FESTIVAL Filem Malaysia is not a film festival.
Film festivals are meant to be for everyone. There are supposed to be screenings, press conferences with journalists, and each day the festival takes place it makes the papers. They’re sometimes a bit more expensive than cinemas but you get to watch movies from around the world. There’s always dialogue in the air, people talk about their choices and exchange opinions about movies. I base this on my personal experience as a guest at international film festivals.
Take for example France’s Cannes Film Festival. Film here is an event; Cannes is not just confined to its headquarters by the sea, its extensive program also runs at hotels, beaches and several cinemas around town. Because film here is an event. People beg you for tickets whether you’re going to a press preview or a red carpet gala, while a Cinephile queue exclusive to the town’s film buffs forms a long line. The festival takes place about two weeks and is very crowded. The films and the kind of people you see in Cannes are diverse — Aishwarya Rai, Maggie Cheung and Hanif Kureishi are past jury members, while films from Japan, Iran and even India has nabbed the festival’s top award. In fact, love of film eclipses the festival’s insecurities about language or identity, a spirit echoed in Tokyo and many other film festivals around the world taken seriously.
Can you imagine if the Malaysian Olympics committee banned players from making certain moves or adopting a particular style?
I was at the opening of Freedom Film Fest (FFF) last Saturday, where I managed to catch a world premiere. I saw Amir Muhammad and Badrul Hisham Ismail‘s Kisah Pelayaran Ke Terengganu. Featuring interviews with various Terengganu men while referencing Munshi Abdullah‘s 1838 text Kisah Pelayaran Abdullah ke Kelantan, the 65-minute film painted an amusing but poignant look at East Malaysia. Probing the “Malay dilemma” as a leadership problem — a contrast from former prime minister Mahathir Mohamad‘s belief that it is inherent — Munshi’s text was the kind of thing you’d expect to resurface at a film festival because these are places for you to explore ideas. Amir and Badrul’s film also came after Unlocking Bengoh, a documentary unearthing the extensive displacement of native Sarawakian communities in Malaysia today. Made with the FFF Film Grant, Nova Goh‘s 25-minute piece drew passionate dialogue post-screening.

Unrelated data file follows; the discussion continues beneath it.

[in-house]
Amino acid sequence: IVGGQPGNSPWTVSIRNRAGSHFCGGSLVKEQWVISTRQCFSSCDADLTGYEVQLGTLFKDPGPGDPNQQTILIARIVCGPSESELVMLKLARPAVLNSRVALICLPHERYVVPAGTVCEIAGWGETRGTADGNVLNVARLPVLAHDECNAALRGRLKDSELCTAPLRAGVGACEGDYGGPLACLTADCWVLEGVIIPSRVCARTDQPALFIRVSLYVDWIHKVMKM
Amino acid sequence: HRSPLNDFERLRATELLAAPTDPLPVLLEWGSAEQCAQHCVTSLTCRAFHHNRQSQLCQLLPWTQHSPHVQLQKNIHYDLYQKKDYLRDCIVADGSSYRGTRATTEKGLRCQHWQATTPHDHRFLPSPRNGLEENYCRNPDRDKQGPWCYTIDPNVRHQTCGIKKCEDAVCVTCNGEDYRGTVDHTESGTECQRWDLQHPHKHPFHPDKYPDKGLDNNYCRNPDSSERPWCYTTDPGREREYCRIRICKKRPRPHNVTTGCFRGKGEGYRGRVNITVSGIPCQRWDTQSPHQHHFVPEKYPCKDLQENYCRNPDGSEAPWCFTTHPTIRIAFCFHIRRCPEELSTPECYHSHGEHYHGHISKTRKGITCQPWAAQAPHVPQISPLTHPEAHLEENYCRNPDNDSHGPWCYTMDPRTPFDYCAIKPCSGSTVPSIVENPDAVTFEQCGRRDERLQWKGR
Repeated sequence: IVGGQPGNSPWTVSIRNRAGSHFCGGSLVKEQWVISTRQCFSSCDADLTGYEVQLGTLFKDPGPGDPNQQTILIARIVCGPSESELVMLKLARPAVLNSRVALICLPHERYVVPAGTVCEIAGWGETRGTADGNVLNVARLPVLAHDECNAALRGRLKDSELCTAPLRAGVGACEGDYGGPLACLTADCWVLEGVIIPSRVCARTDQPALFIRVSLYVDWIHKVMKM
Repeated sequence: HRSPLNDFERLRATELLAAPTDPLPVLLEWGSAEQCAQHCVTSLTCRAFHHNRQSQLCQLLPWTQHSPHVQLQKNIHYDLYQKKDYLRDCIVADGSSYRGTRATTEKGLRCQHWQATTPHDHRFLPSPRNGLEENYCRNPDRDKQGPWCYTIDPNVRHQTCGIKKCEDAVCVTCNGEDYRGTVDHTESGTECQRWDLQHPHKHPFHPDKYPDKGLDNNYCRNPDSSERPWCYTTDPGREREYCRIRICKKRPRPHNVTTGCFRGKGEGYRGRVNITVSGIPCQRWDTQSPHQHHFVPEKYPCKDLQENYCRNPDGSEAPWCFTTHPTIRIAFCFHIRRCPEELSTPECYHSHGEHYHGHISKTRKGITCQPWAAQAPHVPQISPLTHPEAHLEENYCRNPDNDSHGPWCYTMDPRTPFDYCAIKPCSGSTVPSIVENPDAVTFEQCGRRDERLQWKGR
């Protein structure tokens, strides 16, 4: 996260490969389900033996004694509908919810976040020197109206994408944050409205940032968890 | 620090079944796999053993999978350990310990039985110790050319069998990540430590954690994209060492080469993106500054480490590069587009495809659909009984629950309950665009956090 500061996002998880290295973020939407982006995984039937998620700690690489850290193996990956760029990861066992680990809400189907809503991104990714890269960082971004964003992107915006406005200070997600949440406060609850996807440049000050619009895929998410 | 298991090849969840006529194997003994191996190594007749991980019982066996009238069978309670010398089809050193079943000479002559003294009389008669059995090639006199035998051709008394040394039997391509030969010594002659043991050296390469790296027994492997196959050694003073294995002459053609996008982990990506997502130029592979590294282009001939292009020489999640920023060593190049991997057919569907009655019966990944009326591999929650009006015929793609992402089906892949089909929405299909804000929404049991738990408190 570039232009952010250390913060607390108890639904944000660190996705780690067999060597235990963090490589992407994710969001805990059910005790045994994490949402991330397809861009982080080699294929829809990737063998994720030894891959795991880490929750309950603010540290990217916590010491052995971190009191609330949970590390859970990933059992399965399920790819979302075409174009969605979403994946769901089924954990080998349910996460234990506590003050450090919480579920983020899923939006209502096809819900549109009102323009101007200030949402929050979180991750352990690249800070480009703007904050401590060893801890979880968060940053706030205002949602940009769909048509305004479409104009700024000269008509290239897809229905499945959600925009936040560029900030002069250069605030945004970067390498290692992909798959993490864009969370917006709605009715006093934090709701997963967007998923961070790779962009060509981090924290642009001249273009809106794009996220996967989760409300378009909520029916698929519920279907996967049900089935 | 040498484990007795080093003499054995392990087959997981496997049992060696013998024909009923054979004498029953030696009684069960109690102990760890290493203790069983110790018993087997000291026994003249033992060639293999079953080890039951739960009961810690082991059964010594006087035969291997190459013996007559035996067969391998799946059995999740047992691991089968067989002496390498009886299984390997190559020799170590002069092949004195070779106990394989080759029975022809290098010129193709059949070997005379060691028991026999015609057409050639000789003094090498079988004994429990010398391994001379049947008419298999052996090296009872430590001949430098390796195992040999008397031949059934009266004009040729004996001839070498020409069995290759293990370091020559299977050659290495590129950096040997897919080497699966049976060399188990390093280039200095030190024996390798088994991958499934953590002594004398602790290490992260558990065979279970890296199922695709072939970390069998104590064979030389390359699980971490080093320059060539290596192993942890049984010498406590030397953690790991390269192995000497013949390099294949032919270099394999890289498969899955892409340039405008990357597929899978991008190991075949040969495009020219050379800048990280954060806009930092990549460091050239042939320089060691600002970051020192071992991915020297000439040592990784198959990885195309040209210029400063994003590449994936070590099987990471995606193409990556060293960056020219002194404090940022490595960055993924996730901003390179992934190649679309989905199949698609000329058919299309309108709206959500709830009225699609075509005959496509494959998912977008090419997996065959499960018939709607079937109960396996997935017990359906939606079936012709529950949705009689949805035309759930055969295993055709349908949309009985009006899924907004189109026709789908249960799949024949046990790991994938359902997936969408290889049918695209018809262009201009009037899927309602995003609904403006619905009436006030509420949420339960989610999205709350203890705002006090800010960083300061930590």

You wanna know what I saw throughout Festival Filem Malaysia last year? Nabil Ahmad, twice. Did I catch a single film during the press meetings or the actual event? Nope, only brief clips during makan sessions in swanky places. Makan while sitting in between media members, nominees, VIPs, and FINAS officials.
You see, film festivals are special because these are places to watch and recognise methods, cultures, stories and issues new, exciting, and vital. They’re not supposed to be majlis akhir tahun-type affairs to flatter your bestsellers and shareholders.
FFM is clearly not a film festival. It should rebrand itself as a national awards ceremony and call itself Anugerah Filem Malaysia or something nationalistic. It possesses neither the innovation, attention, urgency nor spectacle to give Malaysian films a boost as a standalone film festival. It also prioritises gratification over cultivating a film culture, choosing to present viewers with all the flash of an awards show and none of the actual film. Cannes knows the first thing about film appreciation: it has a special program which enables 13-15 year olds access to screenings. Even the Singapore International Film Festival (SGIFF) made the effort of bringing its festival to our shores last year. By merely glazing over the most cerebral part of a film festival — the very films themselves — shouldn’t FFM be renamed even more accurately to Malam Anugerah Persatuan Penerbit Filem Negara?
On the plus side, it’s really up to anybody to pick up the slack.
Those who want a more credible film awards ceremony dedicated to Malaysian film, look towards the next Majlis Pengkritik Filem Kuala Lumpur. The namesake awards has been running since 2012 but its much more adept at recognising the merits of film, given its panel of industry participants spanning film critics, writers, editors and journalists. 2013 for example saw no Filem Terbaik as the panel considered local filmmaking that year inadequate for the coveted title — the same year FFM handed top honours to Nik Amir Mustapha‘s KIL. MPFKL is also far more updated, awarding Best Actor to Lee Sai Peng a full year before his RM17 million-grossing Filem Bukan Di Dalam Bahasa Melayu was ineligible for Filem Terbaik at FFM because it was predominantly in local Chinese dialects.
But if you want a proper film festival to experience something and even find yourself in conversation with like-minded people, drop by PJ Live Arts because Freedom Film Fest runs till Saturday. Norhayati Kaprawi‘s NHK-commissioned documentary on a female pesantren leader premieres today evening, while Yatna Pelangi and Mayk Wongkar‘s Pertanyaan Untuk Bapak about a man who seeks his former rapist will screen on Thursday. No Munafik in this lineup.
Freedom Film Fest runs from 20 – 27 August 2017. Results for Best International Film, Best SEA Film (Short) and Best SEA Film will be announced on Saturday night. For more details, read our previous write-up and visit the official website! Featured image from Kisah Pelayaran Ke Terengganu.